Living during a pandemic seems to be a series of tightrope balances. To keep from toppling into the COVID-19 abyss of fear and uncertainty, we have to focus on each step, carefully putting one foot in front of the other.
We do it by (recite with us now) social distancing, staying home as much as possible, washing our hands, keeping group size to a minimum. And, of course, wearing a mask.
That’s all well and good when it comes to grocery shopping or looking for books at the library or standing six feet apart from other patrons in line at the post office. But what about exercising?
As Orangetheory Fitness studios have begun opening, we’re following Centers for Disease Control and Prevention guidelines by requiring all staff members to wear masks. In states where masks are mandated, OTF studios mandate them as well. In non-mandated states, we encourage members to wear masks.
Yes, we know masks during workouts can be distracting. They cause harder breathing and elevated heart rates -- goals for a class in general, yes, but masks can exacerbate those physiological responses. Thus, many people tend to focus on that discomfort rather than the workouts. And the whole point of our classes is to reduce -- not induce -- stress.
But balance those negatives with the benefit of masks -- namely, reducing the risk of contracting COVID-19 to about 3 percent -- and, well, it’s a bit of a no-brainer.
Still, questions abound about wearing them -- in general, and specifically while working out. And where there are questions, there are answers. So here we go.
Why should I wear a mask if I’m not sick?
Wearing a mask is an act of altruism. We’re all in this together, so we all need to look out for each other.
“We’re protecting others from infection, as the mask physically blocks droplets which can carry the virus from escaping and reaching others,” says Dr. Shannon Odell, a neuroscientist on the medical advisory board of Orangetheory.
Many people who are carriers of the virus are asymptomatic; in other words, you could be spreading it all the while feeling fine.
Pulmonary hypertension specialist Dr. Sonja Bartolome of UT Southwestern Medical Center writes that between April 17 and May 9, 66,000 cases of COVID-19 in New York were averted between April 17 and May 9 because of strict adherence to mask wearing.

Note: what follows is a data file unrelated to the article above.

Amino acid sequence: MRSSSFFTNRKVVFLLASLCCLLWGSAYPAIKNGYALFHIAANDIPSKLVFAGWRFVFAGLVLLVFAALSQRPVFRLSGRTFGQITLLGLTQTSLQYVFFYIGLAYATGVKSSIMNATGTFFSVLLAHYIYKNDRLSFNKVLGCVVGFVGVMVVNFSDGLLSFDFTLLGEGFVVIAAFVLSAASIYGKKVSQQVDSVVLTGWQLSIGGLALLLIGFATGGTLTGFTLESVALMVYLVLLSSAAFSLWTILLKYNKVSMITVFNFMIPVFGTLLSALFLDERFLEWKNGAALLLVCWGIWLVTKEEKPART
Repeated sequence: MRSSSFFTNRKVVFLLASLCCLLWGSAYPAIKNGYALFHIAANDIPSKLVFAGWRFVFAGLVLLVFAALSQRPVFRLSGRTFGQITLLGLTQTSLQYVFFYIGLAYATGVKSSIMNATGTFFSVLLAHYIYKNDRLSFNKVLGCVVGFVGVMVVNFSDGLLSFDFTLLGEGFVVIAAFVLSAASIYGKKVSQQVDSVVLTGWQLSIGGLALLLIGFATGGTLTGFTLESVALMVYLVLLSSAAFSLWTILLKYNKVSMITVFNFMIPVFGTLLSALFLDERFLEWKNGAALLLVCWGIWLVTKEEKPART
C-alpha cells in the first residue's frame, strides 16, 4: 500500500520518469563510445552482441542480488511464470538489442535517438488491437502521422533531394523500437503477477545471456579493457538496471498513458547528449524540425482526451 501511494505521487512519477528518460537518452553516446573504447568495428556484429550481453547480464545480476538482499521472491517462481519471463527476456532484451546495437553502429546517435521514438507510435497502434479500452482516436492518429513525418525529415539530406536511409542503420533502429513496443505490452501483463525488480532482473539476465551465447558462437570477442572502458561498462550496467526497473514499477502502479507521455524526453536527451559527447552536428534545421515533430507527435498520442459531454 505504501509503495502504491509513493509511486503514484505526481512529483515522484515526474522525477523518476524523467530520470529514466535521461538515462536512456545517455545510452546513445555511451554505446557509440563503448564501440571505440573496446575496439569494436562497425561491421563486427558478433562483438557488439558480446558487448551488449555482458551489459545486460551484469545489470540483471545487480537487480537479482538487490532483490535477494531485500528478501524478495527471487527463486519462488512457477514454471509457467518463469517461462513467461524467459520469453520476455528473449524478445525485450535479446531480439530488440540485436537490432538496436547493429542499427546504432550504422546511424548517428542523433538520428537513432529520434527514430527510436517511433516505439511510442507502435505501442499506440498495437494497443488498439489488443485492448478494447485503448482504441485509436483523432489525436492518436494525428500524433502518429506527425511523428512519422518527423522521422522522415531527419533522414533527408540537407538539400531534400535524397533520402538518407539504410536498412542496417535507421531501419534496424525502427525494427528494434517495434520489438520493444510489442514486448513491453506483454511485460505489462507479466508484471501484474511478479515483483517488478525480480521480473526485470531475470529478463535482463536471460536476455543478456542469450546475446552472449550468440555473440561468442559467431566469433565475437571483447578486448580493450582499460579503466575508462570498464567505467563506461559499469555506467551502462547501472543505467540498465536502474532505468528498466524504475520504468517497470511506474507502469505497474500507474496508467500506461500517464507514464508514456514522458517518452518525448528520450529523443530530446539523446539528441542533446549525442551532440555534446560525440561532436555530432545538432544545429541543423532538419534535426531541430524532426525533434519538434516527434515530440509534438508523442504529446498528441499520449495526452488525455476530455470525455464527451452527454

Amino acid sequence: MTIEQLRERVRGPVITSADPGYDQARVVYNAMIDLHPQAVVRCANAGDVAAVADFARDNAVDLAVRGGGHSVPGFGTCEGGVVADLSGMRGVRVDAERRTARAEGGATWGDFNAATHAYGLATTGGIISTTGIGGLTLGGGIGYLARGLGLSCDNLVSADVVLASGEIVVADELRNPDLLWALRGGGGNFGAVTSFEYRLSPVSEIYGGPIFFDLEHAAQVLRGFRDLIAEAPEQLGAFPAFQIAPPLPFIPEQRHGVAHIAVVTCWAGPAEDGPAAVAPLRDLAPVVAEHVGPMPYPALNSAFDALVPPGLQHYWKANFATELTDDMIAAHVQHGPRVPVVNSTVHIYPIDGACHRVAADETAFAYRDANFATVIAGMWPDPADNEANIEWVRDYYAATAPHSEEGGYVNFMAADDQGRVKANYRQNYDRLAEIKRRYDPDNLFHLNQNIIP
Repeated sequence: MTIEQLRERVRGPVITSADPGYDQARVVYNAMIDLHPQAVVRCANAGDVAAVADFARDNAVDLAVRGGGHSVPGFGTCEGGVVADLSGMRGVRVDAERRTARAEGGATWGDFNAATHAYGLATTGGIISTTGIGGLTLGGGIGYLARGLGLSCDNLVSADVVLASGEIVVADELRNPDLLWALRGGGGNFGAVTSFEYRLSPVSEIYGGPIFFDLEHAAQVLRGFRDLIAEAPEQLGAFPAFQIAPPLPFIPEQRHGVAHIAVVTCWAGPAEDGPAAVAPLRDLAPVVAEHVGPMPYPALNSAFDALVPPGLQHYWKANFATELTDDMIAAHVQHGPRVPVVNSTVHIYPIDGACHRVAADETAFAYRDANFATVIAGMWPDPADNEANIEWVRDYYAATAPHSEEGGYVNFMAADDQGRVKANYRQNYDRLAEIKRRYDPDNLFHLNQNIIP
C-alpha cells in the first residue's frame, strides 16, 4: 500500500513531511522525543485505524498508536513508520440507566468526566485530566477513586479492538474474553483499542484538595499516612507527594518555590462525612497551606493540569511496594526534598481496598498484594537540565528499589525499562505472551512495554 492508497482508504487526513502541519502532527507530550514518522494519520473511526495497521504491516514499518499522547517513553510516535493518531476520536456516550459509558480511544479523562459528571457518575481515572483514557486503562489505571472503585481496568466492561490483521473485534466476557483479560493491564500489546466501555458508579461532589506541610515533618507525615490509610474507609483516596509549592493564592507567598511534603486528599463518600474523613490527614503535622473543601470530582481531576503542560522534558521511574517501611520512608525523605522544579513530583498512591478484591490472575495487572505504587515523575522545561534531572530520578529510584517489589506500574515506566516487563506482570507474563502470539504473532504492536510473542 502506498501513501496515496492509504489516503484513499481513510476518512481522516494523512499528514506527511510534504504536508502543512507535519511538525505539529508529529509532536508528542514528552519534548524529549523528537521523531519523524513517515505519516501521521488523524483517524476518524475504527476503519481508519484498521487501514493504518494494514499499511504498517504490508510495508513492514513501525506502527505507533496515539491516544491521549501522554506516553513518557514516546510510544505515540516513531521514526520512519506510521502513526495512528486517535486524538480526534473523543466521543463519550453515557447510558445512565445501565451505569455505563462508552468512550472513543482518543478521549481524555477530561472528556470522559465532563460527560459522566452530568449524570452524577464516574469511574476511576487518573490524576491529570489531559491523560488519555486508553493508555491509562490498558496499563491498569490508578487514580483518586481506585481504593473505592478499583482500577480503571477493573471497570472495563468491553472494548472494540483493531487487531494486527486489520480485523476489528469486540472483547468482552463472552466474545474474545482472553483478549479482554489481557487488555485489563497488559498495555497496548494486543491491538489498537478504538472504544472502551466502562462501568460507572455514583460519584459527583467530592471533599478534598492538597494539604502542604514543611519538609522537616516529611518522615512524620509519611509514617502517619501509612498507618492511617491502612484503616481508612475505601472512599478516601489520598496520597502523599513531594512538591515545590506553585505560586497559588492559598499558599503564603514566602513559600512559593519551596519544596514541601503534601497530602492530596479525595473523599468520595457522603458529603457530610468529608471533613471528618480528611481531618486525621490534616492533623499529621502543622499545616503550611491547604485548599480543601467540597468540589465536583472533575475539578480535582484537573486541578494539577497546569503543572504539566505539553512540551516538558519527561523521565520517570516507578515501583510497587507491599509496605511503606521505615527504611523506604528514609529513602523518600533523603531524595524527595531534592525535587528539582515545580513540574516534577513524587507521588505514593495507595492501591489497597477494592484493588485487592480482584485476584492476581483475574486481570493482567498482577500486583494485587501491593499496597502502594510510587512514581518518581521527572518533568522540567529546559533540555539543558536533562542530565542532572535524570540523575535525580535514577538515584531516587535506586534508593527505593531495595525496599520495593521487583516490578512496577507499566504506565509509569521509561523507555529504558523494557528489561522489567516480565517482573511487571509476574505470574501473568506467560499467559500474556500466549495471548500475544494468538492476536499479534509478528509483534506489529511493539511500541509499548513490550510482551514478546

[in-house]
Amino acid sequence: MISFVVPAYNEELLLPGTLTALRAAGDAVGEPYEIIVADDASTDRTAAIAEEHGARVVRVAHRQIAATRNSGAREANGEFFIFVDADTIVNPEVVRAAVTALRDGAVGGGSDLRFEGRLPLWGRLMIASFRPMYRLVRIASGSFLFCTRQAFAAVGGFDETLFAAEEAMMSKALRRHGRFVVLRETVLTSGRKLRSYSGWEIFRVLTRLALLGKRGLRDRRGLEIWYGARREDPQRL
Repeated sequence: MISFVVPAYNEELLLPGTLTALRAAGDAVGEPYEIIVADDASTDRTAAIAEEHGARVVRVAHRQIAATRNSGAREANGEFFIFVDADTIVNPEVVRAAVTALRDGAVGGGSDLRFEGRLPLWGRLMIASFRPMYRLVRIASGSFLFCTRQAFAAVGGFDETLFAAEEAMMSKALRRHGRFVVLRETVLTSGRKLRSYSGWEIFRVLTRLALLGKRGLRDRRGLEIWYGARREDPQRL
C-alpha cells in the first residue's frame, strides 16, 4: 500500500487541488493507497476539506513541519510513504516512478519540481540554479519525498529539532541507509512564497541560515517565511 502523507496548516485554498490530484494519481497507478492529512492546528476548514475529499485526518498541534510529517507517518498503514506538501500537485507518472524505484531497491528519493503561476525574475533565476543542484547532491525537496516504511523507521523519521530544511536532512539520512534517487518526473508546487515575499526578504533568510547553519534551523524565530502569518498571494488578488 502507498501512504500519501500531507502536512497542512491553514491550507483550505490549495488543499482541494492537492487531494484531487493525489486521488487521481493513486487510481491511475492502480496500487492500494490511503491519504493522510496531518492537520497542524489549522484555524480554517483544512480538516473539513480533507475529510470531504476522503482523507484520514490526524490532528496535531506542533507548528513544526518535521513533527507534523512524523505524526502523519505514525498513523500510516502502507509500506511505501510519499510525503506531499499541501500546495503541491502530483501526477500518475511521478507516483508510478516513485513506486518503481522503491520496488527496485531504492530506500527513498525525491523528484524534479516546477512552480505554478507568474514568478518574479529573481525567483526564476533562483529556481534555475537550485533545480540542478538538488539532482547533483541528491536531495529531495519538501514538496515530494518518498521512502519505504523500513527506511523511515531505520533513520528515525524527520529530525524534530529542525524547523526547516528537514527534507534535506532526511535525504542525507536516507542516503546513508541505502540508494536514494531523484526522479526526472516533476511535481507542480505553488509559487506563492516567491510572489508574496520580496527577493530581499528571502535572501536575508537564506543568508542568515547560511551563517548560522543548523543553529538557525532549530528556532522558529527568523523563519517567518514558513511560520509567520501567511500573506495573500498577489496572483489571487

Dr. Rachelle Reed, OTF’s director of fitness science, meticulously gathered and summarized research about the efficacy of wearing masks in general and specifically during exercise. First though, she stresses that much about COVID-19 remains unknown and that information changes daily.
What is definitive is that the CDC has consistently recommended the use of cloth face coverings to help prevent transmission of the COVID-19 virus. Multiple research studies overwhelmingly back this up, she writes.
And while most research has focused primarily on mask wearing in general to fight transmission, the American Council on Exercise (ACE) is funding a study which, when pandemic restrictions allow, will be led by exercise science professor Len Kravitz of the University of New Mexico.
Meanwhile, ACE recommends doing vigorous exercise outdoors to help prevent the spread of COVID-19. When that’s not possible, wearing cloth face coverings “is most important when physical distancing is difficult and when exercise type and intensity allow.”
When does that often happen? During group workouts.
“The bottom line,” Dr. Odell says, “is that in a group setting, wearing a mask in addition to social distancing is the best way to keep both yourself and others around you safe. Wearing a mask is not ideal, but we are in a less than ideal situation right now.”
But this mask makes my heart beat faster when I work out, and that makes me nervous.
True, exercising in a mask is quite different from exercising without one. With that in mind though, being aware of how you might feel and how your body might respond just might help you better handle the effects.